Many dividend investors see real estate investment trust (REIT) Realty Income (NYSE:O) as a shining example of a great stock. But a solid dividend isn't the only thing that should go into a decision about a stock investment. Here's what you need to know in order to see why Realty Income is such a renowned dividend stock -- yet why it still might not make it onto your buy list right now.
Realty Income is a net lease REIT, which means it owns properties but its tenants are responsible for most of the operating expenses of the assets they occupy. It is a fairly low-risk business model in which Realty Income makes the difference between its cost of capital and the rents it charges. Moreover, it usually tries to acquire properties that are vital to its customers, so that they will sign very long leases. The average remaining lease term for its portfolio is roughly nine years today. That helps support results even when markets are weak. Through the deep 2007 to 2009 recession, for example, Realty Income's funds from operations (FFO) -- like earnings for an industrial company -- grew 2.1% while earnings for the S&P 500 index fell 2.3%.
Realty Income also has material scale, with a portfolio of roughly 6,000 properties. Although that means it takes larger deals to move the needle on the top and bottom lines than a smaller REIT would require, it also provides more stable results. No single tenant or property is all that important to the top line. The REIT's two largest tenants, the only names that represent more than 5% of rents, are Walgreens and 7-Eleven, both of which have massive store bases. So even there, the risk is spread out.
Although roughly 83% of rents come from retail, this is actually one of the largest net lease asset classes. Many peers focus exclusively on retail. Realty Income's exposure to industrial (12% of rents) and office (4%), meanwhile, provide valuable diversification and additional areas in which to grow. So, too, does its recent venture into Europe, where it generates just 2% or so of rents today. Other net lease REITs are already operating in Europe, so it should be fertile ground for a giant like Realty Income.
Portfolio performance, meanwhile, has been strong for a long time. For example, occupancy is roughly 98.3% today, but even during the worst days following the start of the last recession year-end occupancy never dipped below 96.6%. Long leases and a focus on properties that are vital for its tenants have a clear positive impact. And that strength has passed through to shareholders via a streak of 26 consecutive annual dividend increases (during a period that included two recessions). The dividend is also paid monthly, so it's kind of like replacing a paycheck. The average dividend increase over the past decade has been around 4.5%, which beats the historical rate of inflation growth and means that the buying power of Realty Income's dividend is growing over time.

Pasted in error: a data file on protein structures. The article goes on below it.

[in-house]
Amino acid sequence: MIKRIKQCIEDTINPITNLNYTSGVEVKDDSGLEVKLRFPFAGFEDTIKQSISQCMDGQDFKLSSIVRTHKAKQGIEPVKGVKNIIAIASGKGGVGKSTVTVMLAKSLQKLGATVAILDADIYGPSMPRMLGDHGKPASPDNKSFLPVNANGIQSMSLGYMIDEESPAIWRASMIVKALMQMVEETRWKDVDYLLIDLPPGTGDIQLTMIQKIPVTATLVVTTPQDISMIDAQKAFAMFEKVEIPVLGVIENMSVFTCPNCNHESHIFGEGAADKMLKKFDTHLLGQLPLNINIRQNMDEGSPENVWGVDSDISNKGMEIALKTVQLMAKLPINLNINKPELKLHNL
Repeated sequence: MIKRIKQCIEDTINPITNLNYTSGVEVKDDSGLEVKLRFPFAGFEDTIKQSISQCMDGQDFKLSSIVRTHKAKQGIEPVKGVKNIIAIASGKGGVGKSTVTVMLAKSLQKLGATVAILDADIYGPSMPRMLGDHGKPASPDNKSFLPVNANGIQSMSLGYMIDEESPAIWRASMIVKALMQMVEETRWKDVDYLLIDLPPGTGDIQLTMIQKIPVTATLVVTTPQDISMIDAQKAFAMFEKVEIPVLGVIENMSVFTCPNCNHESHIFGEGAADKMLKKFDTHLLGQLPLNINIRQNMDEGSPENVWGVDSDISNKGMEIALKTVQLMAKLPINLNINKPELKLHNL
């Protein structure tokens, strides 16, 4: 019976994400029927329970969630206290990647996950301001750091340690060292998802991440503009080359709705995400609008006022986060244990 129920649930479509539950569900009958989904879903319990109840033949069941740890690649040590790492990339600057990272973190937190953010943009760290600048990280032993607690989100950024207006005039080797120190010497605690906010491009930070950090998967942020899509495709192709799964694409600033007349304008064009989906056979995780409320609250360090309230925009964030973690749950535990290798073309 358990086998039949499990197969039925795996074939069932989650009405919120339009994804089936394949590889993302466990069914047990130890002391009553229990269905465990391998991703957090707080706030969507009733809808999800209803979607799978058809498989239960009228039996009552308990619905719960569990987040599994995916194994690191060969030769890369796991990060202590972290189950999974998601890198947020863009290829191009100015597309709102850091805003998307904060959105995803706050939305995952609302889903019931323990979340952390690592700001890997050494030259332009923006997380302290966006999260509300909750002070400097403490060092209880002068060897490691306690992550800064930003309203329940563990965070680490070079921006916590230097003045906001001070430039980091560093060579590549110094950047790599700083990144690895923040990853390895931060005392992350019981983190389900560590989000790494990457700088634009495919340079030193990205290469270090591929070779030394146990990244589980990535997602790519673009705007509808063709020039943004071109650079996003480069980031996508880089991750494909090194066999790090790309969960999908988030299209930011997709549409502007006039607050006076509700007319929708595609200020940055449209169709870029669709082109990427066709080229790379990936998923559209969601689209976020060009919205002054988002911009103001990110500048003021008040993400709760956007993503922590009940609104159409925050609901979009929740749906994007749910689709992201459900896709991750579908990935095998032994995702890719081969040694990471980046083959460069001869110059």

The REIT has done all of this while remaining fiscally prudent. Realty Income's balance sheet is investment grade rated. Roughly 96% of its debt is unsecured (meaning it makes little use of mortgages). Net debt is just 20% or so of the capital structure. And, at present, it has a $3 billion revolving credit facility that is fully available. The payout ratio for the dividend, meanwhile, is a reasonable 80% or so of FFO.
Realty Income is a great dividend stock, and any dividend investor would be making a wise choice to put it on their wish list. So why wouldn't you run out and buy a wonderful dividend stock like this?
Listen to an investing legend
Famed value investor Benjamin Graham helped train Warren Buffett and is largely considered a pillar of modern investment research. One of the things he tried to get into investors' minds is that -- to paraphrase -- even a great stock can be a bad investment if you pay too much for it. When it comes to Realty Income, investors are well aware of just how great a business it is, and they have bid the REIT's shares up accordingly.
For example, the yield on the stock is roughly 3.5% today. That's a full 1.5 percentage points higher than the 2% or so you'd get from an S&P 500 exchange-traded fund. However, it is also among the lowest yields ever for Realty Income's stock. The flip side of that, since stock price and yield move in opposite directions, is that the stock price is near its highest levels in history.
This isn't the only sign that investors are paying a premium price. Using Realty Income's projected 2019 adjusted FFO, its price-to-adjusted-FFO ratio is nearly 23. That's a number you would expect for a growth stock, not an income stock with a historical dividend growth rate of 4.5%. Realty Income is a reliable tortoise priced more like a hare today. All of this suggests that investors would be better off keeping an eye on this desirable REIT than buying it right now.
A great -- and expensive -- stock
It isn't easy finding great dividend stocks. Realty Income does indeed stand above the pack and easily earns that distinction. However, everyone and their brother knows it, and the shares have been bid up accordingly. That means that this great dividend stock is expensive today. As painful as it is to say, most investors will be better served putting it on their wish lists and waiting for a more compelling entry point even though Realty Income is a truly great dividend stock.